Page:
"In plastics recycling there are two unbreakable rules," says James W. Garthe, instructor in agricultural engineering and cooperative extension specialist. "You cannot mix types of plastic, and the plastics must be clean. This process does both since mixed plastics burn just fine and the dirt and debris come out with the coal ash anyway."
Agricultural plastics, such as mulch films, greenhouse films and pots, flats and silage wraps are universally dirty, and the cost of cleaning them before recycling would be expensive. Also, while mulch and greenhouse films are generally low-density polyethylene, nursery pots are polypropylene and soda bottles and milk jugs are polyethylene terephthalate and high-density polyethylene respectively. The plastics found on farms, nurseries and landscape yards are a variety of plastics that would never be mixed in conventional recycling.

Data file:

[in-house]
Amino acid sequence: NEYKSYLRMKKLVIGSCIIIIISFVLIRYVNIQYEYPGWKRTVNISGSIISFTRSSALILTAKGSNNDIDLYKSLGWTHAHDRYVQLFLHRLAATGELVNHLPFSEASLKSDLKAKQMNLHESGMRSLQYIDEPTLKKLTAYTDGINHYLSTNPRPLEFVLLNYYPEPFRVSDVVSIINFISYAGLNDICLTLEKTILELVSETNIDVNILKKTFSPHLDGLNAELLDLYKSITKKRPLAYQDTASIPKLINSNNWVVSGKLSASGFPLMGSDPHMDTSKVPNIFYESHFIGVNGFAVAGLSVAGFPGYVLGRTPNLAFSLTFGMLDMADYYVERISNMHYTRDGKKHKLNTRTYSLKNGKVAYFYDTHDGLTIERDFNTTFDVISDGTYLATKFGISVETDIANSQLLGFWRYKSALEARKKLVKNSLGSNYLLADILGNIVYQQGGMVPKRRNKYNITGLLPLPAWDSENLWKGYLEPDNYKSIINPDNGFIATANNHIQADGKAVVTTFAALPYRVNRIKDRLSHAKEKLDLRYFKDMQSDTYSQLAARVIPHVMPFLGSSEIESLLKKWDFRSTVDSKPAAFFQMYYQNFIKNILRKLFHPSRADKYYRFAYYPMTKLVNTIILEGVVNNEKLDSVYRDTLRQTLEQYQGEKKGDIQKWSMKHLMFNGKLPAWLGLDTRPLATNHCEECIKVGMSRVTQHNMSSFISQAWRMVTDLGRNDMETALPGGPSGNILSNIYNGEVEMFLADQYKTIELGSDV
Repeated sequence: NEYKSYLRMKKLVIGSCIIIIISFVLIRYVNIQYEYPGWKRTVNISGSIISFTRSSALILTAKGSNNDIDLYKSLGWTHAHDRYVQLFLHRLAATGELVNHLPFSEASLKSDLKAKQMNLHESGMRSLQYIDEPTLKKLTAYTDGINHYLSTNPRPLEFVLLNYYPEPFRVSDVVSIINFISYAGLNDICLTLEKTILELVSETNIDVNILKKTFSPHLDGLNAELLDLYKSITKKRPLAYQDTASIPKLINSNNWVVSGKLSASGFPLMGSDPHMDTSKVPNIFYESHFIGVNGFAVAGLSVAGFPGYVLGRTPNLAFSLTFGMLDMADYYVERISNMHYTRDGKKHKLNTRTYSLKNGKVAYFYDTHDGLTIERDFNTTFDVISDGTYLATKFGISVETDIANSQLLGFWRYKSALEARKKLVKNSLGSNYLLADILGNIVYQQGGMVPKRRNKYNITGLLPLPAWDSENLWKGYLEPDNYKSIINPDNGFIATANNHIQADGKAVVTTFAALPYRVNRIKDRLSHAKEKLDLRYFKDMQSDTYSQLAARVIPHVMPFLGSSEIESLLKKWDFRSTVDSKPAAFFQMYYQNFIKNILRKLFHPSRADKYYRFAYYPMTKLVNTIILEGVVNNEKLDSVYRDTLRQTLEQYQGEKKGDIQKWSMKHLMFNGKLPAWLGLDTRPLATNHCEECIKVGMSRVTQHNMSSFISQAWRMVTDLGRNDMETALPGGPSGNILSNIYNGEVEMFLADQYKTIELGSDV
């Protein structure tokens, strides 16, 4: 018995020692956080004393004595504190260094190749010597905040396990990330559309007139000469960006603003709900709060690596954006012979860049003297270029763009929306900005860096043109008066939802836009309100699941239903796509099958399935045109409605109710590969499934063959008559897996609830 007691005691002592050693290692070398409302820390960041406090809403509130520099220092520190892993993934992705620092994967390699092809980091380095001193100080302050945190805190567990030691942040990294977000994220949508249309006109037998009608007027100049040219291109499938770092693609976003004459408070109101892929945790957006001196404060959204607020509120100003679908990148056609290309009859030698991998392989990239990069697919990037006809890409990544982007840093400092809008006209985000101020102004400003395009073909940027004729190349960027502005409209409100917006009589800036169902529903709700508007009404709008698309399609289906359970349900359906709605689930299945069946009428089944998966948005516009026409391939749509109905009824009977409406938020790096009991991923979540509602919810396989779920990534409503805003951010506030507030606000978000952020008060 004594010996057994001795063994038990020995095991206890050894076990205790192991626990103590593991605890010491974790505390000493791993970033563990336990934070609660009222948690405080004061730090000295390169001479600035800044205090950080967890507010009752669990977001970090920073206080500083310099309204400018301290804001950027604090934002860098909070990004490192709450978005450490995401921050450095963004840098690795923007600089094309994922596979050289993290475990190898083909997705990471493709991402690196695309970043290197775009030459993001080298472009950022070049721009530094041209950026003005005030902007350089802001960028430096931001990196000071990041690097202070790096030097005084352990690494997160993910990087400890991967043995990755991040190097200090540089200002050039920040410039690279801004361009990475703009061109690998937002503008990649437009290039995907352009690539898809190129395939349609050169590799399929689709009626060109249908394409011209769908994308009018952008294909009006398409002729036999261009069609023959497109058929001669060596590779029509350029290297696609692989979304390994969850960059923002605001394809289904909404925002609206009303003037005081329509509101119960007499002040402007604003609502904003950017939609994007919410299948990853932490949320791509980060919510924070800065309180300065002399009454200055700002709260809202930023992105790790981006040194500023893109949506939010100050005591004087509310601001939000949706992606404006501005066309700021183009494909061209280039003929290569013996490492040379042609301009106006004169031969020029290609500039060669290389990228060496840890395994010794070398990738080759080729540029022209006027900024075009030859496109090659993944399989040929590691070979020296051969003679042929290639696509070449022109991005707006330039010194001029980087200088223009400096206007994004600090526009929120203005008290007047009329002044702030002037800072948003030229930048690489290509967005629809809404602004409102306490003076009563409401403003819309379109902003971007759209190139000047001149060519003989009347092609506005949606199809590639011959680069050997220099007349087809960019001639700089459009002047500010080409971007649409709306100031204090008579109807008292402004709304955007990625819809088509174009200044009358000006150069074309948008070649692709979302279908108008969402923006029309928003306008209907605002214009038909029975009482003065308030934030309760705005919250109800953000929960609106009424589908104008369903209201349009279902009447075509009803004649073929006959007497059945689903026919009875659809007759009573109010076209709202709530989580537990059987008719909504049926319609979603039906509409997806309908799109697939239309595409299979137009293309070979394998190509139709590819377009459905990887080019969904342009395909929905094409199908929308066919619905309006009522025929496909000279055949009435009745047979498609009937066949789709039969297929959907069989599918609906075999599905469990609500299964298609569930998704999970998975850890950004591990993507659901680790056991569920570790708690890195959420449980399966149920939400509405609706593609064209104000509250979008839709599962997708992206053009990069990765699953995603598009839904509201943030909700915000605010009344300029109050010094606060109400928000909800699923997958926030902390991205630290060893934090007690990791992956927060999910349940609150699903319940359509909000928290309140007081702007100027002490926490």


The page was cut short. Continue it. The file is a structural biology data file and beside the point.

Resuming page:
Garthe's unconventional approach is to convert the various film and solid plastics into a plastic nugget that can be burned with coal in coal fired boilers, refuse-derived fuel burners and even cement kilns. The process can mix plastic types, because it does not melt the plastic. Only the outer portion of the nugget is fused forming a melted jacket that contains the compressed plastic waste.
"Because the plastic is not completely melted, calculations show that only about one eighty-fifth of the energy released when the plastic nuggets burn is used to create the nugget," says Garthe. "Even if these plastics could be remelted and remolded, which they cannot, conventional recycling requires much higher energy input."